January 8, 2015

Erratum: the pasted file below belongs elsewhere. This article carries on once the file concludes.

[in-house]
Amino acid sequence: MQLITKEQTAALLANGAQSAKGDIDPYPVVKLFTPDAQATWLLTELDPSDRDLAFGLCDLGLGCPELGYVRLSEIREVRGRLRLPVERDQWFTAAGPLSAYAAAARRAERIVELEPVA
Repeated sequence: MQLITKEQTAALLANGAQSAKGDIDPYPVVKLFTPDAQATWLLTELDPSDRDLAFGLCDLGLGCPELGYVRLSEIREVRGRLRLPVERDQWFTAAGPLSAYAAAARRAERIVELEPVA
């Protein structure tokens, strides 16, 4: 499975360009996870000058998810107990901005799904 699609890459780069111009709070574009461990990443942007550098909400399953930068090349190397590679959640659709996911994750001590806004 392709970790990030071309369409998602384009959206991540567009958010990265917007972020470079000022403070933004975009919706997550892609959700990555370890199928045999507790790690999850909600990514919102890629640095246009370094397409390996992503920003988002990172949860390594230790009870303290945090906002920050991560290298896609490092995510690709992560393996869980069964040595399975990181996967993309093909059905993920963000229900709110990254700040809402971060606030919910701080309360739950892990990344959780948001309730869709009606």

(Sr. Supervisor: Matt DeVos) (Co-Supervisor: Luis Goddyn) Title: On Excluded Minors and Biased Graph Representations of Frame Matroids Abstract: A biased graph is a graph in which every cycle has been given a bias, either balanced or unbalanced. Biased graphs provide representations for an important class of matroids, the frame matroids. As with graphs, we may take minors of biased graphs and of matroids, and a family of biased graphs or matroids is minor-closed if it contains every minor of every member of the family. For any such class, we may ask for the set of those objects that are minimal with respect to minors subject to not belonging to the class — i.e., we may ask for the set of excluded minors for the class. A frame matroid need not be uniquely represented by a biased graph. This creates complications for the study of excluded minors. Hence this thesis has two main intertwining lines of investigation: (1) excluded minors for classes of frame matroids, and (2) biased graph representations of frame matroids. Trying to determine the biased graphs representing a given frame matroid leads to the necessity of determining the biased graphs representing a given graphic matroid. We do this in Chapter 3. Determining all possible biased graph representations of non-graphic frame matroids is more di cult. In Chapter 5 we determine all biased graphs representations of frame matroids having a biased graph representation of a certain form, subject to an additional connectivity condition. Perhaps the canonical examples of biased graphs are group-labelled graphs. Not all biased graphs are group-labellable. In Chapter 2 we give two characterisations of those biased graphs that are group labellable, one topological in nature and the other in terms of the existence of a sequence of closed walks in the graph. In contrast to graphs, which are well-quasi-ordered by the minor relation, this characterisation enables us to construct infinite antichains of biased graphs, even with each member on a fixed number of vertices. These constructions are then used to exhibit infinite antichains of frame matroids, each of whose members are of a fixed rank. In Chapter 4, we begin an investigation of excluded minors for the class of frame matroids by seeking to determine those excluded minors that are not 3-connected. We come close, determining a set E of 18 particular excluded minors and drastically narrowing the search for any remaining such excluded minors. Keywords: Frame matroid; biased graph; excluded minors; representations; group-labelling; gain graph; well-quasi-ordering; lift matroid; graphic matroid